A grieving orca whose calf died last month just minutes after it was born was seen this week still carrying the tiny whale’s body around the Pacific Northwest, more than 17 days later.
Tahlequah, referred to by scientists as J35, was spotted Wednesday by Canadian scientists pushing the body of her calf off the coast of the Olympic Peninsula. She was seen again Thursday, still holding on to the remains.
Her apparent act of grief has tugged at the world’s heartstrings for weeks and shown the struggles faced by her endangered pod of southern resident killer whales. There are just 75 orcas in the group, and the calf was the first born alive since 2015.
“This is completely unprecedented, and honestly your guess is as good as ours as far as what is going on here,” Deborah Giles, a research scientist at the University of Washington’s Center for Conservation Biology, said in a phone interview. “I think it’s really easy to put human emotions on it, but personally I think it’s accurate. I think she is grieving.”
Researchers told The Seattle Times that they have no plans to take the body away from J35 even as they worry about her health. It’s unclear if the whale has been eating, and scientists told the outlet her vast swim could very well be depleting her energy reserves.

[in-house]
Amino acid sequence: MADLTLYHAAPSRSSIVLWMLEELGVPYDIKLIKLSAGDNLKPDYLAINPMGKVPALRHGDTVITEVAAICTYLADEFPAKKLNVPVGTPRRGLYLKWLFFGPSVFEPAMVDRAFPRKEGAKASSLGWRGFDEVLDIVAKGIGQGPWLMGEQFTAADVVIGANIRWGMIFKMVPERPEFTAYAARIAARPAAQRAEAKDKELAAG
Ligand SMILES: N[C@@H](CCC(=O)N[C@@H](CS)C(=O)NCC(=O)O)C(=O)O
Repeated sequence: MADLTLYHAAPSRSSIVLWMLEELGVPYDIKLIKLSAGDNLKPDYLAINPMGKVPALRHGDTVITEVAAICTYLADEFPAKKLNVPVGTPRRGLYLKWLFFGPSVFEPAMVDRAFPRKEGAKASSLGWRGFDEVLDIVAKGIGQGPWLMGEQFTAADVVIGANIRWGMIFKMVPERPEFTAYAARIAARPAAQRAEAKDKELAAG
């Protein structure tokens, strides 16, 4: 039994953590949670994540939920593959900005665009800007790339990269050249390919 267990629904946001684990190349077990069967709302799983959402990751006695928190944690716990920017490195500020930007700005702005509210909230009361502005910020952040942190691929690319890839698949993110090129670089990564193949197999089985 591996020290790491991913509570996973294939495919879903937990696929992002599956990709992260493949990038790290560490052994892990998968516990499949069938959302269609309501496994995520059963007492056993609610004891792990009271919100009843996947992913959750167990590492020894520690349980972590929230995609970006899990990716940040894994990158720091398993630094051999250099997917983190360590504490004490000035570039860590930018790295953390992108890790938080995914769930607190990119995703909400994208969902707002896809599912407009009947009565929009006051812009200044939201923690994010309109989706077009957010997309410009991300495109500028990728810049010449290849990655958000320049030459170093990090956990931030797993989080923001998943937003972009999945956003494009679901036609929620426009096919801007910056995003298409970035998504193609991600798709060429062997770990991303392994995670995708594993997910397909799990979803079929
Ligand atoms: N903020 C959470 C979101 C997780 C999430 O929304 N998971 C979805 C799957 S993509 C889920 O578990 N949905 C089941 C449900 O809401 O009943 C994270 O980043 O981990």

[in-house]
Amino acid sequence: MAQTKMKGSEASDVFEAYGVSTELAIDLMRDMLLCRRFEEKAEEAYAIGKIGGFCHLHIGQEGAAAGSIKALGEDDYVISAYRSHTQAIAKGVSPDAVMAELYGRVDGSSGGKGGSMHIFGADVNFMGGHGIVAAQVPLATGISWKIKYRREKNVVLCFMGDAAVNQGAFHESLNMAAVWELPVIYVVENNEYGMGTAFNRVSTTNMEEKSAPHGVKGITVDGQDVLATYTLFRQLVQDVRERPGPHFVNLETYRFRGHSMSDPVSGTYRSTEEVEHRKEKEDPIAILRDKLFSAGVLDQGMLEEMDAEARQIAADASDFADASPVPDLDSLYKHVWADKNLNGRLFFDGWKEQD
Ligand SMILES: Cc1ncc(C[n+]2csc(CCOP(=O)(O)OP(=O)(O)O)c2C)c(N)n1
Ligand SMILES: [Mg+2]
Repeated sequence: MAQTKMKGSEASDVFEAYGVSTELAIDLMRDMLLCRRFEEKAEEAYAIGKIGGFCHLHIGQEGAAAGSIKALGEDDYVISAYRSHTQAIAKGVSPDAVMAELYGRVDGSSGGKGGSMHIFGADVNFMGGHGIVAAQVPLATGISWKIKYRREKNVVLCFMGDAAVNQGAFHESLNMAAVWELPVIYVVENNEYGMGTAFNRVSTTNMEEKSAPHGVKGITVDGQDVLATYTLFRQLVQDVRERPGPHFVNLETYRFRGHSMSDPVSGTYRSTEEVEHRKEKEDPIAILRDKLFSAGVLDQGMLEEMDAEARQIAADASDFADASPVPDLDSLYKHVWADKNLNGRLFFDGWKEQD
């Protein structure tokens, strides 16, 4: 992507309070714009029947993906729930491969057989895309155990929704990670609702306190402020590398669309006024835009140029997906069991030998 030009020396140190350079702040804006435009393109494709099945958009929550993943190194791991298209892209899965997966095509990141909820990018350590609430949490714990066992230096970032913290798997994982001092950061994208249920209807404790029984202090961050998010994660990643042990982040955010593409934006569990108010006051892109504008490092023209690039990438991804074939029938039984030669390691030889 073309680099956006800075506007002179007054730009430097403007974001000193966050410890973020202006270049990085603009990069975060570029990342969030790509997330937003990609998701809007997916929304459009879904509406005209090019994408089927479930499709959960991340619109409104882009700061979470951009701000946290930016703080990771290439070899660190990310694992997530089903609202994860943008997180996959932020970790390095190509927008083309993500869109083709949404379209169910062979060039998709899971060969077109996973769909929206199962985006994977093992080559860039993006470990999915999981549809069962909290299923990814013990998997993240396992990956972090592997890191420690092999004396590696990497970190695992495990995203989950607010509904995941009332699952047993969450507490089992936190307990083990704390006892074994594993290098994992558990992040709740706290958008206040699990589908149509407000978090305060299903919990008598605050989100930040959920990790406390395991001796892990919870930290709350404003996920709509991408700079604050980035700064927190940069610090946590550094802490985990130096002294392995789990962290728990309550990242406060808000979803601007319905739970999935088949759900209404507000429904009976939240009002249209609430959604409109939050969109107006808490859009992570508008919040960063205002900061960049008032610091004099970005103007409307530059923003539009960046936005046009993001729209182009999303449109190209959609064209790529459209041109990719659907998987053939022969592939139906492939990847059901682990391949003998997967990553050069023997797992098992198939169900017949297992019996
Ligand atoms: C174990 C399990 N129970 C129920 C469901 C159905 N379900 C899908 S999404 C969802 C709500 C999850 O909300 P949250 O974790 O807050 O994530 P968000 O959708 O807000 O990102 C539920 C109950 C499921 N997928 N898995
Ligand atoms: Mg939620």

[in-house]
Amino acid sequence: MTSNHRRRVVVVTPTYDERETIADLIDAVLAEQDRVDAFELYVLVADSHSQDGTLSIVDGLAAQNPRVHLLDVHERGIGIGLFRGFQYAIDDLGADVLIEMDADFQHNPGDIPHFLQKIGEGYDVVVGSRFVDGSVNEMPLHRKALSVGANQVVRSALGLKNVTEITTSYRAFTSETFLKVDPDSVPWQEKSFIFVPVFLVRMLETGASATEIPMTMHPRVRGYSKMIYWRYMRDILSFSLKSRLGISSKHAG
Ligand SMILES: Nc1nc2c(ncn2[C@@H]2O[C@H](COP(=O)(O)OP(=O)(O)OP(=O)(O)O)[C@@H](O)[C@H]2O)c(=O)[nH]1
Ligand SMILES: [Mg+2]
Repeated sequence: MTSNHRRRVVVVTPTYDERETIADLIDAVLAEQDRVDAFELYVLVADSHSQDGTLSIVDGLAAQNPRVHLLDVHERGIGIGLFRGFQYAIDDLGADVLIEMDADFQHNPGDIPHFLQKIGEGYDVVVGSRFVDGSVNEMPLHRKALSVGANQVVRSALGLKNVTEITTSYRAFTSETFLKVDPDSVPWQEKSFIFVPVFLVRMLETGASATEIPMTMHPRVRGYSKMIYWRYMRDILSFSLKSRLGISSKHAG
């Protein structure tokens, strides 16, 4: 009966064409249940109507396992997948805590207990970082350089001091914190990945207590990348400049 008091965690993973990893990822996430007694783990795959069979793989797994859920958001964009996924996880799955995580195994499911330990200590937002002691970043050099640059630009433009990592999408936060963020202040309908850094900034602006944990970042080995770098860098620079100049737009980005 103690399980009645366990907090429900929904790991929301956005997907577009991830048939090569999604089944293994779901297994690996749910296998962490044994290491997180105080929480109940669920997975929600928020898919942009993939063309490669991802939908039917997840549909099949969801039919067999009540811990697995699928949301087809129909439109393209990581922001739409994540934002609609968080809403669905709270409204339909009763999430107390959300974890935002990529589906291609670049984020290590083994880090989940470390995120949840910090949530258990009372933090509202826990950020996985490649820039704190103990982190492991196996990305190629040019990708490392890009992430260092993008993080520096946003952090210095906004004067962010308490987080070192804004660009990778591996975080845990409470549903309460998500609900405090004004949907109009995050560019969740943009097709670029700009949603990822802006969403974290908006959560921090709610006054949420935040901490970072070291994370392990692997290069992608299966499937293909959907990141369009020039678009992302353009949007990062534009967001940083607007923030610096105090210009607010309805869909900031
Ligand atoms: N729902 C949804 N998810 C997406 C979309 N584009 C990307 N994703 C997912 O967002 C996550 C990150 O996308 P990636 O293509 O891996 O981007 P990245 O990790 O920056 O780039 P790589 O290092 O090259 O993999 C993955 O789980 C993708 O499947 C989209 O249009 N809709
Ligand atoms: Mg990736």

But the carcass, which Tahlequah has now carried for around 1,000 miles, is starting to deteriorate, and Giles said her mourning may soon come to an end.
“It’s starting to come apart,” she said. “I don’t think there’s going to be a whole lot for J35 to hang on to much longer.”
Another female in the group, a 3½-year-old whale named J50, has also been in peril, and government officials are preparing an emergency plan to save her from starving to death. That plan may include dumping live salmon doused with antibiotics in front of the whale, hoping she’ll eat them.
Giles said the spotlight on the animals, while itself horrible news, has already led to skyrocketing worry about their plight. Washington Gov. Jay Inslee convened a task force earlier this year to address the animals’ dwindling populations, and the group met this week for the first time since Tahlequah’s journey began.
The pod has been decimated in recent decades mainly due to the disappearance of their prime food source, chinook salmon.
“We’ve been saying it for 20 years, the humans who have been studying these animals,” Giles said, before noting that now “the animals themselves in the last three weeks, it’s almost like they’ve taken the torch.”
The researcher said the event may compel Inslee to use some of his political capital to help the orcas sooner than expected.
“The world is watching, and the world is not going to let status quo continue,” she said. “That’s what’s different, we have legions of people around the world that are paying attention.”
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